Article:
Risk Assessment Process

Risk Assessment Process

How will my organization respond to risk?

Now that your organization understands the risks and the probability of occurrence, decision makers should form a Risk Response Strategy for an organization-wide, repeatable, response to risk. There are four ways that your organization can respond to risk:

Acceptance: The risk is within the organizational risk tolerance.

Avoidance: The risk exceeds the organizational risk tolerance. Safeguards and countermeasures aren’t available or their implementation cost exceeds the expected benefit.

Mitigation: Risk is reduced through the application of controls, enhanced safety features, implementation of technical safeguards, or use of countermeasures.

Transfer: Also known as risk sharing, risk transfer occurs when organizations reassign the responsibility and liability to other entities. A great example is purchasing a flood insurance policy for a data center. It would be costly or impractical for an organization to install monitoring sensors and sump pumps below raised flooring, but it would be feasible to transfer the flood risk to an insurance company in exchange for an annual premium.

Now That My Organization is Managing Risk, How Can We Monitor it?

Risk is very dynamic and fluid and the risk environment changes hundreds, if not thousands, of times throughout the day. Now that the heavy lifting is out of the way, your organization should develop a Risk Monitoring Strategy. Your organization’s strategy should focus on program compliance, effectiveness, monitoring frequency, and how it will address changes to the internal and external environment.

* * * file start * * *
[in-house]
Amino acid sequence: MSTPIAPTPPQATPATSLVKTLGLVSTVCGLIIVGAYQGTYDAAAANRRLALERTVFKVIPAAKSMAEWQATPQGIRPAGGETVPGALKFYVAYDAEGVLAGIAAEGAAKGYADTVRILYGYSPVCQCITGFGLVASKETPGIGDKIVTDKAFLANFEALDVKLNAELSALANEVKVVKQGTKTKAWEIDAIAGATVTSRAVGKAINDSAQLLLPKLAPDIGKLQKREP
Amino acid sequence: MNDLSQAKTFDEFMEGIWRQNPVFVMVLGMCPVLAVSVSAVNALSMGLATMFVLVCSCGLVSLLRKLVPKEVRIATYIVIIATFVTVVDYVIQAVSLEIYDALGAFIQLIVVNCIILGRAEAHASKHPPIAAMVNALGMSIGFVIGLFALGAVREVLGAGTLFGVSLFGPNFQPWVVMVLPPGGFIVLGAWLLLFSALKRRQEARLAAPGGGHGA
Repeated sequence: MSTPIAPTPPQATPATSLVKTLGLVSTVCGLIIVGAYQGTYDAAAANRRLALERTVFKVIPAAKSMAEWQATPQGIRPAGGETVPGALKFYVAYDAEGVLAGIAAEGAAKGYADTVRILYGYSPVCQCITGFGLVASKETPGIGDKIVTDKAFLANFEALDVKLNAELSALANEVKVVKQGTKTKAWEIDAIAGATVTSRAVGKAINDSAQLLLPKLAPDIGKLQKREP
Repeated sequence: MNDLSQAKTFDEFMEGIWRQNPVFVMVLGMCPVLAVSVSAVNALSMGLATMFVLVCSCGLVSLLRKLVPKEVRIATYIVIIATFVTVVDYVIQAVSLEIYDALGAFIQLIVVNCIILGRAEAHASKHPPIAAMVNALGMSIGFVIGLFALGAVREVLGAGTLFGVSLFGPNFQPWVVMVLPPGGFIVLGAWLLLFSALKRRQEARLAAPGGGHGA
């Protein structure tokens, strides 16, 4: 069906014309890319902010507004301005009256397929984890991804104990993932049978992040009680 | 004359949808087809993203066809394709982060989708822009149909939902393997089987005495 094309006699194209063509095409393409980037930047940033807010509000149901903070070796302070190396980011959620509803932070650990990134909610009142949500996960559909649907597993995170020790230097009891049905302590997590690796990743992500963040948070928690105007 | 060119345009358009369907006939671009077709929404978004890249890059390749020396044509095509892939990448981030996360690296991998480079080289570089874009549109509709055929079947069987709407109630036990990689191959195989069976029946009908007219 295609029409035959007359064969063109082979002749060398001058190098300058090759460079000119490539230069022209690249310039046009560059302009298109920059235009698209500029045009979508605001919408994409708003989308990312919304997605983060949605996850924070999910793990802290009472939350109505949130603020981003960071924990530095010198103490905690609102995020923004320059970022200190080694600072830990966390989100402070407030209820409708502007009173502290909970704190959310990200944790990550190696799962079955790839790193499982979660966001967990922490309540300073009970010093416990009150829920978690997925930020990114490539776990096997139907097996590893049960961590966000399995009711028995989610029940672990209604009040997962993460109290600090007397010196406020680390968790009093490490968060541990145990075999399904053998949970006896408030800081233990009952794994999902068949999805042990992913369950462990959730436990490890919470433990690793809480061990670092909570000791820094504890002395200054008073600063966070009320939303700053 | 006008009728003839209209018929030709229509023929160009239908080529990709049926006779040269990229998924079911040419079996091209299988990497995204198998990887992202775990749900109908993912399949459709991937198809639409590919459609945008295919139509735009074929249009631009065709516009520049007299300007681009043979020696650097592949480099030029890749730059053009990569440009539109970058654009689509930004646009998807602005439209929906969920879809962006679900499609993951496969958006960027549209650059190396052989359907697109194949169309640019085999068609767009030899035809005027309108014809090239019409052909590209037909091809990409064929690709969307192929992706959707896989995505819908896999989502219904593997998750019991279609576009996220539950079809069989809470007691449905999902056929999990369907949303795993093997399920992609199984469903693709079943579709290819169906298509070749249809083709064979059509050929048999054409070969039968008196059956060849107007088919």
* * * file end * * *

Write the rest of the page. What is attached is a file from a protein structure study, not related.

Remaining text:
The results of the monitoring efforts will likely trigger a need to amend the organization’s Risk Management Strategy. Perhaps the most beneficial quality of the Risk Management Process is it’s cyclical nature. If the process has been successfully frozen in the organization’s processes, procedures, and culture, the process can be easily repeated.

The Data Breach Upwards Trend

According to the 2018 Cost of a Data Breach Study by the Ponemon Institute, the average total cost of a data breach rose 6.4 percent this year alone. The mean time to identify the breach was 197 days and the mean time to contain it was 69 days - that’s 266 days total! 75 percent of breaches were successful because of either human error or malicious criminal attack and the majority of them could have been mitigated or eliminated through the embracement and application of Risk Management.

We can help you understand your organizational risk by performing a Vulnerability Assessment on your organization’s endpoints. After reviewing our findings, we will prepare you a Vulnerability Assessment Report detailing the tested devices, discovered vulnerabilities, and our prioritized recommendations.

If you’re interested in developing your personnel to effectively manage your organization’s risk management program, we highly recommend the Certified Authorization Professional certification. By making your employees Risk Management Framework (RMF) experts, they will be versed in containing information and information system risks to the parameters of your organization’s threshold. Please contact us today for more information.